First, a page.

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A lawyer appointed by Gov. Gary Herbert told a legislative panel Tuesday that the safest bet for Utah to protect water rights in the Snake Valley would be to sign an agreement with Nevada despite objections from Millard and Juab counties.
But the State Water Development Commission didn’t make any recommendations on the controversial matter at its meeting in the Capitol — nor did Herbert deputy chief of staff Mike Mower request any endorsement of the agreement.
"We are better off with the agreement than without it," said Steve Clyde, one of the attorneys asked by the governor to review a proposed agreement with Nevada. "Clearly it’s not perfect, but it’s better than being left to the whims of U.S. Supreme Court litigation."
Mower said Herbert didn’t request action from the commission because the key objectors to the water deal weren’t able to attend the commission meeting.
Mower said he didn’t feel comfortable representing their objections.
Those gripes center around the Snake Valley Water Agreement signed by Nevada officials three years ago that would allow the Silver State to pump water to Las Vegas as part of a $15.5 billion pipeline project. Both Millard County and Juab County officials believe the pumping would cause irreparable harm to farms and they’d have no recourse once the water was being siphoned away.
Steve Erickson of the Great Basin Water Network, a conservation group, told the commission it was "not in the best interest of the state" to ink the deal that was signed by Nevada officials in 2009.
Erickson, Millard and Juab county officials would like the agreement to offer a compensation or preservation fund for lost revenues due to water shortages caused by the diversion of water to southern Nevada.
Mower said the governor didn’t want to make a decision on the matter until a meeting with Millard County officials could be arranged. He also noted Bureau of Land Management has to approve the project.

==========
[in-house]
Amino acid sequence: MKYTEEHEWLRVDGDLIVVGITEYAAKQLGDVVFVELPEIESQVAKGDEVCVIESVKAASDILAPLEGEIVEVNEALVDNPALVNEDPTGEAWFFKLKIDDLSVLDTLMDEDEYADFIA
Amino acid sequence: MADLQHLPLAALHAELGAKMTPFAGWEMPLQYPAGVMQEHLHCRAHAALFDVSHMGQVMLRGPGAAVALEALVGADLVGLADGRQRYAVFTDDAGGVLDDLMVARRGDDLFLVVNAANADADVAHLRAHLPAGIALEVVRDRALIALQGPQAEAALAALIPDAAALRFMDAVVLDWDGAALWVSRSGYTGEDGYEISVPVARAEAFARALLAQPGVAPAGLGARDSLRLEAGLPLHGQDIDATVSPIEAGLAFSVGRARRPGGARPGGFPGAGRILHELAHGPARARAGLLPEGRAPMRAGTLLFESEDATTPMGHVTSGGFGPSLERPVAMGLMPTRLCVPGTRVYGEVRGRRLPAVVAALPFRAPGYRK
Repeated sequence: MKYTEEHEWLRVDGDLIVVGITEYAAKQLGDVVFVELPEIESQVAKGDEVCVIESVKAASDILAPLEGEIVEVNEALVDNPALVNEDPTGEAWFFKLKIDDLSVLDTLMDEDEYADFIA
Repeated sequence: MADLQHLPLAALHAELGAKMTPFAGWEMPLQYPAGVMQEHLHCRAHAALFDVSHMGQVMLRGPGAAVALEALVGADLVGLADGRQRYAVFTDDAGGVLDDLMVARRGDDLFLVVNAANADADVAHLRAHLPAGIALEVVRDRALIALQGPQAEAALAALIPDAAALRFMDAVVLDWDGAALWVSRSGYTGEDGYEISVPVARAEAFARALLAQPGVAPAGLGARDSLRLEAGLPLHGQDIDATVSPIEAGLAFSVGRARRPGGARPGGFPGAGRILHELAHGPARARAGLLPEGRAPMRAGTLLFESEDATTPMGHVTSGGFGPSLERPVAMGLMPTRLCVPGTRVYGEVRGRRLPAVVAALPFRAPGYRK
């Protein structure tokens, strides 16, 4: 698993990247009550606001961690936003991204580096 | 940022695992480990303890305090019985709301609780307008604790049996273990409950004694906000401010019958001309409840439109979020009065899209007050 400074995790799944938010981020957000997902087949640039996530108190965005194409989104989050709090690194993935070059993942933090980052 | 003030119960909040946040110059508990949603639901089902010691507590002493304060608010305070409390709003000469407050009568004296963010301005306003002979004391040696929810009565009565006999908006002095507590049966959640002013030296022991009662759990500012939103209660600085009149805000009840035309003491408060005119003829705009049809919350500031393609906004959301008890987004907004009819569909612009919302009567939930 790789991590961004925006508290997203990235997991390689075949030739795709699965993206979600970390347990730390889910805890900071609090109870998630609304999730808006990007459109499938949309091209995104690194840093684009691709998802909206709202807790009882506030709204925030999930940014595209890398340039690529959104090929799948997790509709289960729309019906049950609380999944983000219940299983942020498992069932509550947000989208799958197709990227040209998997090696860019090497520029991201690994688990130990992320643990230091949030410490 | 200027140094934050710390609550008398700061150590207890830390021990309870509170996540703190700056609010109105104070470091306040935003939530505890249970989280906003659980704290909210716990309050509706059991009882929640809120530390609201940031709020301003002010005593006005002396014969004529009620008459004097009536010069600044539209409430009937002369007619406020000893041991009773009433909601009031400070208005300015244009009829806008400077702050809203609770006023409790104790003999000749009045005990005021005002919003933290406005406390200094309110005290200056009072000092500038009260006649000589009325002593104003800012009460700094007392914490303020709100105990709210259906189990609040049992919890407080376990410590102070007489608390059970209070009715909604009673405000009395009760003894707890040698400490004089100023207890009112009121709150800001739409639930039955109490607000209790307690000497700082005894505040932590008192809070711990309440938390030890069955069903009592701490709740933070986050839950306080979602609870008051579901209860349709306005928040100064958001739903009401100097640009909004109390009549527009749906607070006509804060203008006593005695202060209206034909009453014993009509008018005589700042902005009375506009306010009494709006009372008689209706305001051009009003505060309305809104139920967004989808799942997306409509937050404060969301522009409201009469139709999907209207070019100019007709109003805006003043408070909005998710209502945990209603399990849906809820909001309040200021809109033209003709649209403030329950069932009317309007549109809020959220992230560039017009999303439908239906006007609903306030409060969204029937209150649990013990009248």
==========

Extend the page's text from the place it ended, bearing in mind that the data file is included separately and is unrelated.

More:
In August, Herbert picked three lawyers with expertise in water issues to review Utah’s options on the Snake Valley development and they concluded last month that the agreement, in part, "allocates this shared groundwater resource on an equal 50-50 basis."
It also read: "Through a tiered development approach, the agreement protects existing Utah appropriated water rights for uses including irrigation, stock water and domestic use and for habitat protection at Fish Springs."
The state felt prompted when, in August, the general manager of the Southern Nevada Water Authority sent an email to her board saying it should sue Utah for failing to sign the agreement.
Clyde told the commission that the other options — a lawsuit or a "race to the pump" would be a big gamble for Utah.
"The rule of thumb is, if you have to prove damage, you lose," Clyde said.
But in a subsequent letter to the governor, Millard County commissioners indicated they were unswayed.
"A 50-50 split is nonsensical," the commissioners stated, "because it contradicts the geographical reality that the vast majority of groundwater consumption and historic usage, have occurred and continue to occur on the Utah side."
Utah’s historic allocation is about 55,000 acre feet per year to Nevada’s 12,000, according to the commissioners. They said the agreement also would give Nevada 36,000 acre feet per year of unallocated groundwater to 5,000 for Utah.
Juab and Tooele counties and Salt Lake County Mayor Peter Corroon have urged Herbert to listen to Millard County.
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